Simple toys key to Pure Imagination

Pure Imagination toy store.
Pure Imagination toy store. CDT photo

There was a time when games and toys didn’t need to be connected to Wi-Fi or have the support of a major franchise.

They were meant to build, create and inspire the imagination. They included puzzles, magic tricks and science kits.

Rhett Walsh said he and his co-owner, Marc Tressler, love technology but think basic toys and games are some of the best building blocks for learning.

“Kids still like to play with the simplest toys,” he said.

Through this love of simple toys, Pure Imagination was born. Now in its 13th year of operation, the corner toy store still offers “a wide variety of educational toys and gifts along with hard-to-find ‘retro’ toys,” Walsh said.

Tressler and Walsh were inspired to open the store after a community yard sale weekend in Bellefonte, Walsh said. After visiting the downtown and surrounding Victorian neighborhoods, they felt the town could really use a neighborhood toy store.

If the term “pure imagination” sounds familiar, the name for the store was inspired by the song of the same name featured in the 1971 film “Willy Wonka and the Chocolate Factory.”

Tressler and Walsh have 20 years of retail experience, Walsh said. Having worked in everything from grocery stores to shoe stores, big businesses to small businesses, they found they loved small businesses the most.

“You can give more attention to those little details that keep customers coming back,” he said. “Toys are also a lot of fun to sell.”

The shelves and walls of the store are a multicolored extravaganza of playthings. Activity books, floor pads, toy cars, art supplies and solar-powered robots only scratch the surface of what is offered. There are toys to cover any interest, and children aren’t the only ones who can take part in the fun.

“We have a lot of toys geared toward the younger kids,” Walsh said, “but there are all sorts of fun things for any age at Pure Imagination.”

Baby and toddler toys are very popular, he said, and basic and early-learning toys for ages 3 and up also sell well. For the older kids, science and craft kits and construction toys are hot sellers.

The store also shares a unique relationship with the Melissa & Doug toy line. The children’s toy company was started by Melissa and Doug Bernstein in their Connecticut basement. Twenty-five years later, they’ve grown it into a nationwide toy manufacturing business.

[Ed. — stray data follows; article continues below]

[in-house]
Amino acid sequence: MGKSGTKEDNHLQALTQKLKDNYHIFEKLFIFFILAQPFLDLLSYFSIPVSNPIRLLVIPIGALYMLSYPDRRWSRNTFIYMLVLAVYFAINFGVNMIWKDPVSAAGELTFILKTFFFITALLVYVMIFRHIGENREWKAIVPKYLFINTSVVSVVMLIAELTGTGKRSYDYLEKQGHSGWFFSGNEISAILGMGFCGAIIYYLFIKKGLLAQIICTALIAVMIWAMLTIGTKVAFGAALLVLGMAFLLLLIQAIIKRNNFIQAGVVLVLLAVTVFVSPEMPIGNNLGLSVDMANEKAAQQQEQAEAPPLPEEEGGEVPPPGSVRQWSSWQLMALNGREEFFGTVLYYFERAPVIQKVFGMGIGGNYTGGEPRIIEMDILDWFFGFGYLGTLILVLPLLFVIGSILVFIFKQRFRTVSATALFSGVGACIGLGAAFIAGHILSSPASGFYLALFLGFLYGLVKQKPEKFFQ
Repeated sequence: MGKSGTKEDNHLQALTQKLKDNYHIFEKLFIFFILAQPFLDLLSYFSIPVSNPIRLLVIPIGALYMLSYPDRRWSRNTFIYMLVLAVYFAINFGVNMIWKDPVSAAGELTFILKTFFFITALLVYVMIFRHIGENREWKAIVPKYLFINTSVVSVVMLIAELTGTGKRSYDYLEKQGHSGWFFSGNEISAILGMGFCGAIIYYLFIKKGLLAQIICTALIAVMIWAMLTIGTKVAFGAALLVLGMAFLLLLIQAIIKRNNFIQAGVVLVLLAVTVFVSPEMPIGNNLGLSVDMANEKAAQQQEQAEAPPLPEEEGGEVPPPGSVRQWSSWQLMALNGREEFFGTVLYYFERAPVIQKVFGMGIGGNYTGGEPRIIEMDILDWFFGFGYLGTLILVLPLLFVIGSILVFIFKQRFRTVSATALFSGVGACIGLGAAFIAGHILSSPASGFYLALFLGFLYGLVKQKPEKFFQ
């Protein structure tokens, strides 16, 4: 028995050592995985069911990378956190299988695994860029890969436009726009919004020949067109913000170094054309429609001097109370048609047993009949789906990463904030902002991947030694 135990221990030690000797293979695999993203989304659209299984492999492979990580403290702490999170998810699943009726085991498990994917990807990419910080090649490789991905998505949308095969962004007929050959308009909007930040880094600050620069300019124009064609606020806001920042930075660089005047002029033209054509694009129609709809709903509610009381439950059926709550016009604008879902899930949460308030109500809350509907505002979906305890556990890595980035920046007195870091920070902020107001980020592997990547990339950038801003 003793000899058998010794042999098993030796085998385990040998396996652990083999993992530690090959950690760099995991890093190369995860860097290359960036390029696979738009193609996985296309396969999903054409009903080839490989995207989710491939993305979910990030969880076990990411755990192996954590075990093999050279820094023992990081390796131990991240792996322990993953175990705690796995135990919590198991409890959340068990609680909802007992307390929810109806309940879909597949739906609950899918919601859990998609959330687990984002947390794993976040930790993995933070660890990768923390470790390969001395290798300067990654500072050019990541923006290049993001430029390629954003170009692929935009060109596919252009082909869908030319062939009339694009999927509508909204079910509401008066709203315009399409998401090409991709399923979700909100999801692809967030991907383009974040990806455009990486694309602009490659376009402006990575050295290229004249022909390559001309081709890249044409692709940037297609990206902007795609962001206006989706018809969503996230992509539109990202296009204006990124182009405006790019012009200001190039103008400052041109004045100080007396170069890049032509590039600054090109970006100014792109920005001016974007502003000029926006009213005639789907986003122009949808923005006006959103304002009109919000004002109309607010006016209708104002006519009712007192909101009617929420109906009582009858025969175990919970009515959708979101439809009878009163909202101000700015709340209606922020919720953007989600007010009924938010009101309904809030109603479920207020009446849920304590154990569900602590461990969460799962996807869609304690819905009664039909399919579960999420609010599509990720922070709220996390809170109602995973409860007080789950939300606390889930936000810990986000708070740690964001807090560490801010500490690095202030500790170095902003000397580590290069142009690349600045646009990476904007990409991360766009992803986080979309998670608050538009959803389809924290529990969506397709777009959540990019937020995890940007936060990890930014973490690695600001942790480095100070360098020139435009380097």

Pure Imagination has built up a good relationship with the company over the years, Walsh said. The store features almost the entire line of products, featuring hundreds of toys for all ages.

“They make some of the best wooden toys around,” he said.

Equally as impressive as their in-store stock is the store’s Web presence. Through the store’s website, shoppers are able to create their own accounts, order online and track their orders. With more than 20 categories, hundreds of toys, puzzles, games and costumes are available for purchase.

The website was started in 2003, Walsh said, and was one of only a handful of specialty toy stores to have an online presence at that time.

“We loved the idea of selling online and did very well for a number of years selling our products nationwide,” he said.

The past 10 years have seen the rise of Amazon and many other stores selling online as well, he said. Many local customers use the Pure Imagination website to see what the store has to offer.

The store gets calls all the time from customers asking if they can hold a toy for pickup after work, he said. Occasionally, a local resident will order from the website as well. In those cases, they ask the customer if he or she would like to stop by to pick it up.

They will refund shipping in those cases, he said.

Tressler and Walsh also offer free gift wrapping and a layaway program, Walsh said.

Play is encouraged in Pure Imagination, he said, and several areas of the store are designated “play stations.” In these areas, kids have access to toys sold in the store, including a train table, a three-story dollhouse and a play kitchen.

“There’s nothing worse than going into a toy store where your kids can’t play,” he said.